Wiggins credits information-sharing through the Internet for advancing the field of computational biology, both by allowing researchers around the world to analyze data and by promoting biotechnical, mathematical and computational advances in machine learning.

"I'm very excited about the interdepartmental and interdisciplinary collaborations I'm working on here at Columbia, and the recognition they are now getting," he said. "Each of these grants is a very rare and special award that tells the research community that Columbia is a leader in biological computation."

 


Math Professor Poised to Make Fresh Strides in Computational Biology
The Record, Volume 31, Issue 5, p. 5
November 14, 2005

Data mining technology, which applies targeted algorithms to historical information to predict patterns of future behavior — and helps presidential candidates tailor their messages to voters and grocery stores decide which items to put on sale — may also lead to breakthroughs in cancer research, in the view of assistant professor of applied mathematics Chris Wiggins.

Wiggins is part of a multi- disciplinary team that recently received a five-year, $18.5 million grant from the National Institutes of Health to establish a National Center for Biomedical Computing, to be known as the National Center for Multi-Scale Analysis of Genetic and Cellular Networks (MAGNet).

“The goal of the National Center for Biomedical Computing is to make it easier for the wider scientific community to exploit the power of computers to address funda- mental biological and biomedical challenges,” said MAGNet director Andrea Califano, professor of biomedical informatics.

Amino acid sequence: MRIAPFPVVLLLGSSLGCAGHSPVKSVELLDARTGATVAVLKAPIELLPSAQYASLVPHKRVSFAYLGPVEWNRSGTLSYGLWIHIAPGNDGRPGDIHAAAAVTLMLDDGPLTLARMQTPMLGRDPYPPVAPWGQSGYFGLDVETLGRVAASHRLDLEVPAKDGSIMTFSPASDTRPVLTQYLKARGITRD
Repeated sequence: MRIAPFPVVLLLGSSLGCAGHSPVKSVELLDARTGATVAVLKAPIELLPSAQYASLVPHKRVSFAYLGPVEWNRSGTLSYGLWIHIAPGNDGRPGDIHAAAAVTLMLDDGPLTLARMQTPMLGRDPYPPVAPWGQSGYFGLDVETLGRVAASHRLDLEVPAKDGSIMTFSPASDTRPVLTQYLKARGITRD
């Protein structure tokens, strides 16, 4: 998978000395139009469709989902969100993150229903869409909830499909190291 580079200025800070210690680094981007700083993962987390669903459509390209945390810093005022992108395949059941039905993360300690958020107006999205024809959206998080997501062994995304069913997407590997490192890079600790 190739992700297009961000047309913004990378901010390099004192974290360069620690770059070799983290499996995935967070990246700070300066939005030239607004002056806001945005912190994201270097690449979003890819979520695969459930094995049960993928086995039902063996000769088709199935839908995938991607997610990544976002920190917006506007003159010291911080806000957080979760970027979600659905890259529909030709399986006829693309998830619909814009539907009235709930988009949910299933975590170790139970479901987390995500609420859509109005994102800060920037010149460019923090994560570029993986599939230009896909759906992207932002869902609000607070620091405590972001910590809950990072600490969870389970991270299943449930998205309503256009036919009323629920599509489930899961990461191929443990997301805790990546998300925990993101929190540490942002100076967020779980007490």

“Machine learning, or data mining, is about making predictions,” explained Wiggins. “The challenge for people who are trained in the natural sciences is to make models that are not only predictive but interpretable, because most biologists don’t care how well you can predict how an individual gene will respond. The biologist is inter- ested in knowing why it works that way: which parts of the genome are talking to each other; the parts of the genome where edges exist in the genetic regulatory network that they didn’t know of before.”

Wiggins is also part of a team that received a $3.7 million grant from the National Institutes of Health for creating a Nano-Medicine Center for Mechanical Biology.

“Nano-medicine is not an established field yet,” said Wiggins. “Our proposal is really an approach to build nano-scale devices to look at cellular biophysics.When you push on a cell, how does the cell know, and how does physical information become chemical information, and how does chemical information become genetic information?”

Wiggins credits information sharing through the Internet for advancing the field of computational biology — by allowing researchers around the world to share and analyze data — as well as biotechnical advances and mathematical and computational advances in machine learning.

“I’m very excited about the interdepartmental and interdisciplinary collaborations I’m working on here at Columbia, and the recognition they are now getting,” he said. “Each of these grants is very rare and special, and having two of them at once signals to the wider research community that Columbia is a leading force in biological computation.”

Related Links

Center for Computational Biology and Bioinformatics (C2B2)

Nano-Medicine Center for Mechanical Biology

Center for the Multiscale Analysis of Genomic and Cellular Networks (MAGNet)